Deesha Philyaw on Writing About Dissatisfied Women
In Conversation with Mitchell Kaplan on The Literary Life Podcast
On today’s episode, Mitchell talks to Deesha Philyaw about her National Book Award–nominated collection, The Secret Lives of Church Ladies, publishing a book during a pandemic, and writing about dissatisfied women.
From the episode:
Mitchell Kaplan: Do you have any North Star books that you keep in mind, that you refer to—books that have meant so much to you, and what are they?
Deesha Philyaw: Gosh, everything Toni Morrison has ever written, but specifically Sula. You know, talk about dissatisfied women; talk about women indulging and writing their own rules. I mean, that’s the blueprint. That is the absolute blueprint for it. The relationship between women as friends, relationships between mothers and daughters, all of these things that are just so second nature to me in my own writing, she does it all. I could just read Sula forever.
And then more recently, my friend Kiese Laymon, his memoir, obviously it’s not fiction, but the truth-telling and writing honestly about our mothers—he did so many things with that book, but that’s one thing that I saw his courage and I was like, we can be honest about our mothers. Not necessarily my own mother, but writing about mothers and daughters, the truth of those relationships. You could write about that forever and never run out of ideas. I heard him speak once at an event here in Pittsburgh, and I asked him, what do we owe our mothers? And he said to see them as something other than our mothers. I’ve taken that with me into my writing about mothers and daughters, this journey of seeing your mother as someone other than your mother and that kind of grace.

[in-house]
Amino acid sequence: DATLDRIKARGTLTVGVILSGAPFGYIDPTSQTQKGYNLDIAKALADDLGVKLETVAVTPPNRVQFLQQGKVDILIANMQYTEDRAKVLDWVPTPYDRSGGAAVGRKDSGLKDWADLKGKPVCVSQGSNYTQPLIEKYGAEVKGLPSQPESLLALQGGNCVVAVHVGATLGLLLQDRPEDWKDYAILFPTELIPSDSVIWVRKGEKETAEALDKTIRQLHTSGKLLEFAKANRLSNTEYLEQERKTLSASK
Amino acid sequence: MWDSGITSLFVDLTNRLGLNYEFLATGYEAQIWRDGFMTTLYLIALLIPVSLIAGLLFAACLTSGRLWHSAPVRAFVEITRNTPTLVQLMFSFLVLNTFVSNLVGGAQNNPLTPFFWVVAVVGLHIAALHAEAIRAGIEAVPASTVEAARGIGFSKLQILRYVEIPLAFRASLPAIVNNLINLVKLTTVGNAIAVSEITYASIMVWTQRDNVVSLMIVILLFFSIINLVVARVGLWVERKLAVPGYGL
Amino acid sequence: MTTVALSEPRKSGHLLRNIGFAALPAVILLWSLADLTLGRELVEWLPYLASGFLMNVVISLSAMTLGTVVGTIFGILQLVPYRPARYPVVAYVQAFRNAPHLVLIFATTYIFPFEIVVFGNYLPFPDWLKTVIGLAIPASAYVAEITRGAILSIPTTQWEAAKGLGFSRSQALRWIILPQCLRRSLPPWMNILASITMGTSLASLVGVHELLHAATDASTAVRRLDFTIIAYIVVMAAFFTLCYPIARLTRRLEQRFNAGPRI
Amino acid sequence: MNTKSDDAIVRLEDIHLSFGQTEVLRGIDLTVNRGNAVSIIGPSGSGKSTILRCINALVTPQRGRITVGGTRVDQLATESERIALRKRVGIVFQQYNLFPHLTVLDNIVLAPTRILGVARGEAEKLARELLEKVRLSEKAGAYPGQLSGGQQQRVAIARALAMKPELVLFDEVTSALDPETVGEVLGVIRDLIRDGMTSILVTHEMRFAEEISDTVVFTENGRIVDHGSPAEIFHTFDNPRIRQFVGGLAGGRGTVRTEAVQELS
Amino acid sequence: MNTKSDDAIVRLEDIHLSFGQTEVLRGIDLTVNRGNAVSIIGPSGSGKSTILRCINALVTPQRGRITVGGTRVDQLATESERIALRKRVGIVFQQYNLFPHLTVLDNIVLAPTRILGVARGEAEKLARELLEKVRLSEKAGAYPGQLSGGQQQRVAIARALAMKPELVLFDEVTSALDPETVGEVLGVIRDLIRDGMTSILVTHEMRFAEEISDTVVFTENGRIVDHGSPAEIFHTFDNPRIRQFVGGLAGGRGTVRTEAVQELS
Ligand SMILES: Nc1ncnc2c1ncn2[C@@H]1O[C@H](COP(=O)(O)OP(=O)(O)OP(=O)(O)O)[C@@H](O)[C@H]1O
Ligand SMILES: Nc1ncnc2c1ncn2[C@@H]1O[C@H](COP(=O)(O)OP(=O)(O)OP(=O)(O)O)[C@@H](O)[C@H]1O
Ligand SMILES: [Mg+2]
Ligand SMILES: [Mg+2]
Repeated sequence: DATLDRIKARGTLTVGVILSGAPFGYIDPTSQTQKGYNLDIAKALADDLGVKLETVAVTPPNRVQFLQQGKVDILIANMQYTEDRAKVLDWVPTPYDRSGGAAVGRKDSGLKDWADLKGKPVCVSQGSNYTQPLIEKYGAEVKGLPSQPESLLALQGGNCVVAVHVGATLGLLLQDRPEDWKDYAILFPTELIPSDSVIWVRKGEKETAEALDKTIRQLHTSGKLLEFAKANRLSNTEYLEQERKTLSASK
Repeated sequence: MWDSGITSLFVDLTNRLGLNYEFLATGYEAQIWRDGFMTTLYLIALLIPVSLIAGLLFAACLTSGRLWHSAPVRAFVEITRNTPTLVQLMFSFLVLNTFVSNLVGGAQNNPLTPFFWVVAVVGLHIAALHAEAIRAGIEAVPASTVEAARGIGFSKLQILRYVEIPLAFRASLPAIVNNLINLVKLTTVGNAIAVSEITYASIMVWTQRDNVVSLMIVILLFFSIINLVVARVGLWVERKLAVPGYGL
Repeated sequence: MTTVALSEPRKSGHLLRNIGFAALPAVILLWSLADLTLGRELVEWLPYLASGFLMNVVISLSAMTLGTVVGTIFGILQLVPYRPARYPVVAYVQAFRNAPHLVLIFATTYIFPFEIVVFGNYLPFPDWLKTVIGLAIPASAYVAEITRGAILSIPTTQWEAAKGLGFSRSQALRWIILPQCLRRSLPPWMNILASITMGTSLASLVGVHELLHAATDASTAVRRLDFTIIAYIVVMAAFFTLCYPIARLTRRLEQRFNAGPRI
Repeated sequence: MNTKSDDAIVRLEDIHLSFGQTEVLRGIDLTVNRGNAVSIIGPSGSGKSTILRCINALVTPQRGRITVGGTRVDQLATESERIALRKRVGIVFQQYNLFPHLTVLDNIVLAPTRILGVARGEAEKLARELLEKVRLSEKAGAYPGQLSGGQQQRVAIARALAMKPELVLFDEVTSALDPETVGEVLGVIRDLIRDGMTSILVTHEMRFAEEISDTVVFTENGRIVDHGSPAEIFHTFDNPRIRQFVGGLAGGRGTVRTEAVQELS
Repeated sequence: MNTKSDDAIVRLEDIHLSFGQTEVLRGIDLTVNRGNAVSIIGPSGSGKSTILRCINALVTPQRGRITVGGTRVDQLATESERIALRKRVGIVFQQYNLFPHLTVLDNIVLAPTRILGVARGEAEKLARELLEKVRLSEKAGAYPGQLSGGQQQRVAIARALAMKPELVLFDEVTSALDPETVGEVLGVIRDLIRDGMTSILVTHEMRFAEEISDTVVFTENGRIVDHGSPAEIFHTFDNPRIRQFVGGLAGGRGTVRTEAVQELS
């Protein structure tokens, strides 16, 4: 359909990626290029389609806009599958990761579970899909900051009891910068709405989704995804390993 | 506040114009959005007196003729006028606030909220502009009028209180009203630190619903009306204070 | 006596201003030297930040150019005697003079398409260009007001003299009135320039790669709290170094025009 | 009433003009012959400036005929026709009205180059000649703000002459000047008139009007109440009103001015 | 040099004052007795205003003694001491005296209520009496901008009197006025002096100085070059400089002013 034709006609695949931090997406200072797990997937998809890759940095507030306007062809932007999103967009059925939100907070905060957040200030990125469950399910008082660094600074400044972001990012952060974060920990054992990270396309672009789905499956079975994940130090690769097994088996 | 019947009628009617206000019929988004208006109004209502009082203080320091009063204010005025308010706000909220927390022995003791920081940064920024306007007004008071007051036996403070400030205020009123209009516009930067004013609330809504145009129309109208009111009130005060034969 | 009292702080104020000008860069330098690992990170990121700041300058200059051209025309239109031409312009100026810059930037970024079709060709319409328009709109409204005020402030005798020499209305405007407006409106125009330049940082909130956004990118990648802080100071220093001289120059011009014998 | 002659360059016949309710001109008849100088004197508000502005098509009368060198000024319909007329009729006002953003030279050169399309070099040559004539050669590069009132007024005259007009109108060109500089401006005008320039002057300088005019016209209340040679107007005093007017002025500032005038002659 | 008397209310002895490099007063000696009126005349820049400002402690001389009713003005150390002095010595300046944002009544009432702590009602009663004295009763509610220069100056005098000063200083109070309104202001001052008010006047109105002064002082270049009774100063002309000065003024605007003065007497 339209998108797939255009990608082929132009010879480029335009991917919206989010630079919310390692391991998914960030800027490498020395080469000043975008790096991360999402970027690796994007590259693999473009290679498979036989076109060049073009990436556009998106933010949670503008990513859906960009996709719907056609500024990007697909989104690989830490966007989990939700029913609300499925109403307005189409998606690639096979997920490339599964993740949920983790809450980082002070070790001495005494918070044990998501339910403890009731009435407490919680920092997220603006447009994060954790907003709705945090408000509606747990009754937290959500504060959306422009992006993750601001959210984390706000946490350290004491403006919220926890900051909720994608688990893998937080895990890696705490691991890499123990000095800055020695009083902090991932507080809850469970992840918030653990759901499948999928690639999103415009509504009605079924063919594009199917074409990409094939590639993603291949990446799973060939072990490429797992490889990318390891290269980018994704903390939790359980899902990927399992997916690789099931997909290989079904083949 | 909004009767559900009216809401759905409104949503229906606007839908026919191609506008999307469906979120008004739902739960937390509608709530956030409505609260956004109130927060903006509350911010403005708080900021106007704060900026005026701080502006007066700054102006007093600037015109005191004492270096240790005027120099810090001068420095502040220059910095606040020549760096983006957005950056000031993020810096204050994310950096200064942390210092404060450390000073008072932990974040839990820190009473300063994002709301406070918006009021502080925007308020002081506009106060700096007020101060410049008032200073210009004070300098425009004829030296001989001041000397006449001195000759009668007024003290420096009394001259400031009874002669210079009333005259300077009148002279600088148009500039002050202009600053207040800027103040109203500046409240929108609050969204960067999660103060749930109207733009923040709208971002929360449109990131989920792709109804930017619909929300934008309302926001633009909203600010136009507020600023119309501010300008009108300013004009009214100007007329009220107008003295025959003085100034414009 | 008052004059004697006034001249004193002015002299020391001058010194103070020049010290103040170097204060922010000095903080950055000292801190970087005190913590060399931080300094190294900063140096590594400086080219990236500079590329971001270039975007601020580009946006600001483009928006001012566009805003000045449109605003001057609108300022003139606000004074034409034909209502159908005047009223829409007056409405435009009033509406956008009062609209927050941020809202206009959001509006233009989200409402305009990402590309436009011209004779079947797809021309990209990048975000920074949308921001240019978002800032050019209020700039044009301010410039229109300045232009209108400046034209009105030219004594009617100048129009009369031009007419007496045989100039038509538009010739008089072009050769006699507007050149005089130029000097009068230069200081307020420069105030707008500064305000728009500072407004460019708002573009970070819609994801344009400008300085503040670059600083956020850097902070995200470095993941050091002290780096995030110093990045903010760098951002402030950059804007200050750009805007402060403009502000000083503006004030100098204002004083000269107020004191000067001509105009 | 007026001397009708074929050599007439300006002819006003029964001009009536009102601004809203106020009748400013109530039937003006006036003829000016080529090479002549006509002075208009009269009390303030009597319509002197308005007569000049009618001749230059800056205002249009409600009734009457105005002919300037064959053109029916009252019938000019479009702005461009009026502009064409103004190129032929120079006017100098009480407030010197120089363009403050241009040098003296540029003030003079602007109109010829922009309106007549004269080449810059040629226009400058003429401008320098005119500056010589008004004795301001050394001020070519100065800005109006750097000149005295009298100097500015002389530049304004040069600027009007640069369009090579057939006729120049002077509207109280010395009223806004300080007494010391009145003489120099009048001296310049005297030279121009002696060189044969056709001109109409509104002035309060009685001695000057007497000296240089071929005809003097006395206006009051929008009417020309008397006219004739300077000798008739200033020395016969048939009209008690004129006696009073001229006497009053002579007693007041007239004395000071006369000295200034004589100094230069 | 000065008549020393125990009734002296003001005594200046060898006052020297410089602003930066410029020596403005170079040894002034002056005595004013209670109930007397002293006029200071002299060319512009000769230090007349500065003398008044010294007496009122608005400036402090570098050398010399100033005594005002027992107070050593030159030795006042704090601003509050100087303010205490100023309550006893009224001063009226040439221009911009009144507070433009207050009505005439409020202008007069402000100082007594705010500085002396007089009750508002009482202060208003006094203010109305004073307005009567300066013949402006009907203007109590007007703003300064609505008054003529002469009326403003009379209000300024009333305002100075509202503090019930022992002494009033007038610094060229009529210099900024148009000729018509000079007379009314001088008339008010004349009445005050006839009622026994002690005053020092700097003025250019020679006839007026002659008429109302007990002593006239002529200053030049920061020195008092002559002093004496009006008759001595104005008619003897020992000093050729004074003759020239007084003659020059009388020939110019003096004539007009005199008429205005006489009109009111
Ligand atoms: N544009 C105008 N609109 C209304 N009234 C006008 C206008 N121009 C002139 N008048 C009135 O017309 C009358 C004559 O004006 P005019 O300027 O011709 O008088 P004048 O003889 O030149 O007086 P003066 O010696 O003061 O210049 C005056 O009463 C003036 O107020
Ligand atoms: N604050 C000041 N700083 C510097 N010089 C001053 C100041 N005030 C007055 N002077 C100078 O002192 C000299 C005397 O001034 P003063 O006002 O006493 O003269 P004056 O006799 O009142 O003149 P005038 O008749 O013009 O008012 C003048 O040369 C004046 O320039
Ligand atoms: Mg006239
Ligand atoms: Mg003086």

And then, two other folks who I love their work and they’re friends of mine: Nafissa Thompson-Spires, Heads of the Colored People, her collection of short stories, is just mind-blowing and quirky and beautiful. I got the sense before I even knew her, this woman wrote whatever she wanted to write. She wasn’t doing, like, will this be acceptable or will it sell or will people get it? You could tell that she loved every single one of those stories and she was unfettered. Similarly, my friend, Bassey Ikpi, who wrote a memoir, I’m Telling the Truth, But I’m Lying; she was writing about her life with anxiety and bipolar II. I’ve heard Bassey say, she wrote just as a given that people would want to read this story. Just to have that attitude of why wouldn’t people want to read this story? And so they gave me a lot of courage, just watching them.
Deesha Philyaw‘s writing on race, parenting, gender, and culture has appeared in the New York Times, the Washington Post, McSweeney’s, the Rumpus, Brevity, TueNight, and elsewhere. Originally from Jacksonville, Florida, she currently lives in Pittsburgh with her daughters.
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